BREIN’s Win Over Newsconnection Spells Trouble for Usenet Pirates

  • The debate regarding rights to privacy and the rights of law enforcers resulted in an interesting case in the Netherlands this week.
  • BREIN, an anti-piracy organization, won a case requesting Internet users' private information.
  • The judge agreed that people's privacy can't trump the ability to prosecute those involved with piracy. The ruling also puts the responsibility on the shoulders of all service providers to provide access to this information.

BREIN, a company deeply involved in keeping the Internet clear of pirated material, won a huge case in the Netherlands. As a result, it can now obtain the personal details of many internet users involved in piracy.

Of course, such a case comes with a lot of controversies. Internet users often fight for their rights to keep private information secret. Many service providers also believe they can hide behind privacy laws and not concern themselves with what their clients do online. These companies often refuse to provide personal information when authorities try to curb internet-related crimes.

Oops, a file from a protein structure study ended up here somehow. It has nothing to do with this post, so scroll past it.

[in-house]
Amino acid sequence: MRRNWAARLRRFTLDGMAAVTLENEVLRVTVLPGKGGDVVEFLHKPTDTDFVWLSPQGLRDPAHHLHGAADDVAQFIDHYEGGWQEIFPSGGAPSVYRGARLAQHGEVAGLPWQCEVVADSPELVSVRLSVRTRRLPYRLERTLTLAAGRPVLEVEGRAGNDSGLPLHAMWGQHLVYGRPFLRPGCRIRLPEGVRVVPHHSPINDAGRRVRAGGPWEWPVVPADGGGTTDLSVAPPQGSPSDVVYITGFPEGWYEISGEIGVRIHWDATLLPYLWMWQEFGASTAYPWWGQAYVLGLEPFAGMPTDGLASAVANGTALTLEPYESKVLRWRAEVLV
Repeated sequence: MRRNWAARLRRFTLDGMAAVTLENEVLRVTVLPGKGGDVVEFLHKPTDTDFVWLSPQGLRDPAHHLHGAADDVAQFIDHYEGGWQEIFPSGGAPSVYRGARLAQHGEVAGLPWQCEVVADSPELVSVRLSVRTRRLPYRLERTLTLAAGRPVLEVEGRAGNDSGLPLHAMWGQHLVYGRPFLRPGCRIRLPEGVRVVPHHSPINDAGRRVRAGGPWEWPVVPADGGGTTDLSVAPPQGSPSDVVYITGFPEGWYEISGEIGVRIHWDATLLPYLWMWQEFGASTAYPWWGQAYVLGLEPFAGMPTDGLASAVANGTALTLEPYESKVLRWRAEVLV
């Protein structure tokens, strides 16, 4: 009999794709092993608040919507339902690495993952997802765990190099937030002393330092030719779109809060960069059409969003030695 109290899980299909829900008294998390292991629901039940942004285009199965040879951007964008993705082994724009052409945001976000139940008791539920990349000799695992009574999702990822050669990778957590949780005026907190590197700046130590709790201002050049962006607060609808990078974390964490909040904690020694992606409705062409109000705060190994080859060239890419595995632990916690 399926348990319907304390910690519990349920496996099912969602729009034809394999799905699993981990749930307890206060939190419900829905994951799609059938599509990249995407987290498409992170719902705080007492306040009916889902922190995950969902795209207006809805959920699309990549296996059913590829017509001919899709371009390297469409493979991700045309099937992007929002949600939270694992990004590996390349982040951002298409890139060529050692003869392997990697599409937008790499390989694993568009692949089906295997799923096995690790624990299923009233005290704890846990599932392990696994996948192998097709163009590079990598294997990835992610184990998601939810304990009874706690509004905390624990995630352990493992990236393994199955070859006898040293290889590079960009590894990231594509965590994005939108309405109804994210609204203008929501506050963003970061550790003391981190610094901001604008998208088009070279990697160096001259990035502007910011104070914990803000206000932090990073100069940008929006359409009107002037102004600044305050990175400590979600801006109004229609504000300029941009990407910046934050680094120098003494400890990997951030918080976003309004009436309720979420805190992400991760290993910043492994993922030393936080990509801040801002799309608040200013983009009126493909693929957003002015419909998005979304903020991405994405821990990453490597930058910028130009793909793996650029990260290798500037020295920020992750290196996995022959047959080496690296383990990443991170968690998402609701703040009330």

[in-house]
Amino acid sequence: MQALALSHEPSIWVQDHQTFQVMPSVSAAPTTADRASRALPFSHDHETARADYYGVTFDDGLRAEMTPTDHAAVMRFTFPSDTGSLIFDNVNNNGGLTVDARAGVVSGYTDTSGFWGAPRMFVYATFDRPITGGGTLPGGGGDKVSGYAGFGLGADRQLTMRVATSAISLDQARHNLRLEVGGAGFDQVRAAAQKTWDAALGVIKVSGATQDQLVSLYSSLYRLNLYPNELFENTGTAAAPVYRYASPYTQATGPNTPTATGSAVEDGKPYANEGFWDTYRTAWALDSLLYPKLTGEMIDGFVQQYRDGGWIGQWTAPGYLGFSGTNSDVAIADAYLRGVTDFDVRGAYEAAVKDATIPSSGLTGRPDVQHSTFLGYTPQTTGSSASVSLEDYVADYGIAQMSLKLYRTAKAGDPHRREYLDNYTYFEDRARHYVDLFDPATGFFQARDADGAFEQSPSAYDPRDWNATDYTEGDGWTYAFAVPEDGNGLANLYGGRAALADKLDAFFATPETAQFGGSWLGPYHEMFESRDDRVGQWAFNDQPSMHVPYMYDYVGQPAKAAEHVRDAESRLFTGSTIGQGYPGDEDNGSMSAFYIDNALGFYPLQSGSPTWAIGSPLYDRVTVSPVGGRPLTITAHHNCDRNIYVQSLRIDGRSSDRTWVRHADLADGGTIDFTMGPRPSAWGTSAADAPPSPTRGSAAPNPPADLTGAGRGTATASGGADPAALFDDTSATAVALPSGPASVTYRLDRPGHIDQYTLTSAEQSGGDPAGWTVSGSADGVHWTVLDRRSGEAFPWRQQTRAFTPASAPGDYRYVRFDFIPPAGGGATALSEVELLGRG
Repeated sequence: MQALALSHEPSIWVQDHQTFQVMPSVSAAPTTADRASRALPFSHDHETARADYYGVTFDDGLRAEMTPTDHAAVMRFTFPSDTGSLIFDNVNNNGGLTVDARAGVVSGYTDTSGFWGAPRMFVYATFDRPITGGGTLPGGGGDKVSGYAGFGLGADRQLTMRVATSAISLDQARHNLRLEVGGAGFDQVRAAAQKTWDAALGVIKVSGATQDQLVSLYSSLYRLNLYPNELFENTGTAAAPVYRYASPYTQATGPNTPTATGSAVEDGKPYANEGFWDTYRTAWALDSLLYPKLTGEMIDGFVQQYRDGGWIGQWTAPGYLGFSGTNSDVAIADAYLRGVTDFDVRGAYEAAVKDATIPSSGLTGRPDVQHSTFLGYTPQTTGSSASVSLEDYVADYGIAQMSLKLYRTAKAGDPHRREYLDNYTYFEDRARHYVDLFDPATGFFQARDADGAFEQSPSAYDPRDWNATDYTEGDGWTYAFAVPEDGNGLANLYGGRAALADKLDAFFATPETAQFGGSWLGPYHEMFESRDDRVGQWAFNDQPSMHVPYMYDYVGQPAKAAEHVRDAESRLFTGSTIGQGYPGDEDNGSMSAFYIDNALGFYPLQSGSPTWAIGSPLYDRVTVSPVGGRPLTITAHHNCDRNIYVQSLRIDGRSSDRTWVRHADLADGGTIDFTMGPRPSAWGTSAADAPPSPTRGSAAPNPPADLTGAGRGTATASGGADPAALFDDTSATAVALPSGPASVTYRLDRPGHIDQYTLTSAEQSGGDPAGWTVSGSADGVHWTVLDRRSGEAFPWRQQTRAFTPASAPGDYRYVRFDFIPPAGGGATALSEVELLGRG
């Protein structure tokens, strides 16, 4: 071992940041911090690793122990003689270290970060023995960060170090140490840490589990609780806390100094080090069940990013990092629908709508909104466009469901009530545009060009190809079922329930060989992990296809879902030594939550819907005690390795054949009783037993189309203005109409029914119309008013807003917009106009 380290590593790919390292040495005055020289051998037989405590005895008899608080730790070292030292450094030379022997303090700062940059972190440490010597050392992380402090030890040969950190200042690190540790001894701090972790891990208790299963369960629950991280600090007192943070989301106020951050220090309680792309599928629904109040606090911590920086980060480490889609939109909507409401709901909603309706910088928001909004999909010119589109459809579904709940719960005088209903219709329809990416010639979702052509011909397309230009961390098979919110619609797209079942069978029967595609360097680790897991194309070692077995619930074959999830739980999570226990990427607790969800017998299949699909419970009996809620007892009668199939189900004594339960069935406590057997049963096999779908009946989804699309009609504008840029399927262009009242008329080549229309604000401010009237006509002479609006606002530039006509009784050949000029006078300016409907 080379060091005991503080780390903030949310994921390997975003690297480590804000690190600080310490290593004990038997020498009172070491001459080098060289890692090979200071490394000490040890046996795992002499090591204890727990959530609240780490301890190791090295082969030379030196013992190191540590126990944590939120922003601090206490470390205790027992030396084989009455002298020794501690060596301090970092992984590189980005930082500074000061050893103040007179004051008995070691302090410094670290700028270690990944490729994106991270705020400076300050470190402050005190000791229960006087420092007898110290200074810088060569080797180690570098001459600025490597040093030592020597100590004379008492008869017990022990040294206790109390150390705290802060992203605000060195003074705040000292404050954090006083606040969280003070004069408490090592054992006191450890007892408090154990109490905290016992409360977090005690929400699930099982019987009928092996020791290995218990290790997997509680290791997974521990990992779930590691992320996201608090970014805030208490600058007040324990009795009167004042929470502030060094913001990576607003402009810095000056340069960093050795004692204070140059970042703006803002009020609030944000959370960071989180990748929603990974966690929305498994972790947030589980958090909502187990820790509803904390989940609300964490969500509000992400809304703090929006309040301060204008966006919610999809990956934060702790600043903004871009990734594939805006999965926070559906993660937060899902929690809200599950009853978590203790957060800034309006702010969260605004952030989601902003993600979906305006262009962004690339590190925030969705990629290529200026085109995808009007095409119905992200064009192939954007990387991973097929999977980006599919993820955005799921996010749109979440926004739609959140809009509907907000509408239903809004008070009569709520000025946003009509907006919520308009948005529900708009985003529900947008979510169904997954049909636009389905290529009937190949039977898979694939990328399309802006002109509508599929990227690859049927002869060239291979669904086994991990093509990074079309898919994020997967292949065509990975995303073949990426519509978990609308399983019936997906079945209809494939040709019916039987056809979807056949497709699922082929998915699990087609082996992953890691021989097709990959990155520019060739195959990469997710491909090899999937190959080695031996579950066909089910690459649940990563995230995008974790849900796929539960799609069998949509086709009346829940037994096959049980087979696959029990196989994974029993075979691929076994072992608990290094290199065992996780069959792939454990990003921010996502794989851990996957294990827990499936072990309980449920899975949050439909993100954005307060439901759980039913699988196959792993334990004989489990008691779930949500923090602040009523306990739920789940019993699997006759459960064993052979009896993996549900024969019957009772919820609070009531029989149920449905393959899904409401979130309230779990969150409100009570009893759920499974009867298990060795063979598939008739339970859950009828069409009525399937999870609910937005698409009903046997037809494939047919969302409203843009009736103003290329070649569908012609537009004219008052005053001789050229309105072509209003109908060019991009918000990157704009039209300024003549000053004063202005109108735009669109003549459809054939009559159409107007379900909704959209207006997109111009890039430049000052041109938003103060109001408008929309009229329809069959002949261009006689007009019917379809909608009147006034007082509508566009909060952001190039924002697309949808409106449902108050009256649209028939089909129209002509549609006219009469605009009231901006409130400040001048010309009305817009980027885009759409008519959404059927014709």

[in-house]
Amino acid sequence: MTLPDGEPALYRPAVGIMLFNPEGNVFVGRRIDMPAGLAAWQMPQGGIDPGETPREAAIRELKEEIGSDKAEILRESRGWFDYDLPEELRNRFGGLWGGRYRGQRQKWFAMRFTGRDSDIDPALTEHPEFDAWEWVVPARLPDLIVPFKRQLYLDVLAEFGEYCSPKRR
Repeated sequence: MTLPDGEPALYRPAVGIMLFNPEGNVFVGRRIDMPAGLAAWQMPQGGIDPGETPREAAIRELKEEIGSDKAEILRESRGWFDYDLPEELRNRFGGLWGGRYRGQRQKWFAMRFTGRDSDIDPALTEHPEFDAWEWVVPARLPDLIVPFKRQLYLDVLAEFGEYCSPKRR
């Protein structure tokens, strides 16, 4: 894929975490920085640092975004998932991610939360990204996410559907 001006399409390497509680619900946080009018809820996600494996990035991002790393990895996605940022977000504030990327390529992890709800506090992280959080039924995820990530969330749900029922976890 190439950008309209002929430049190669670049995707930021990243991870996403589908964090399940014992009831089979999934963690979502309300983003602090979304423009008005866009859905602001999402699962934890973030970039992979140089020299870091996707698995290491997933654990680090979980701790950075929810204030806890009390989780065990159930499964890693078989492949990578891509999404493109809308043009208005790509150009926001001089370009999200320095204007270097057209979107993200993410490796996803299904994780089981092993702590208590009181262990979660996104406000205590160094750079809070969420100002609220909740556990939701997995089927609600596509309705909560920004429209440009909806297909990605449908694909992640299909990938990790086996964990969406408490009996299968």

BREIN already experienced some victories against piracy this year. Now the company made a case against Newsconnection. Newsconnection is a Usenet, a popular online sharing community, and a discussion system provider. BREIN tracked down Usenet account holders who are involved in illegal activities such as sharing pirated works online. The problem is to engage with these individuals since their personal details are hard to track.

BREIN made a case to force Newsconnection to hand over this information. However, the entity countered with a statement that it's not responsible to keep or share this information. Newsconnection views itself as a reseller and intermediary. In this role, it doesn't have access to IP addresses and can't give details to authorities.

However, the Court of Appeal decided BREIN's case had validity. It also set a precedent by ordering Newsconnection must implement a system to identify users. This can be its own database or agreeing with the other party, such as Usenet, that information will be available if needed. It means companies can no longer hide behind the role of only being an intermediary. It also echoes the guidelines of the GDPR which requires companies to vet companies they partner with.

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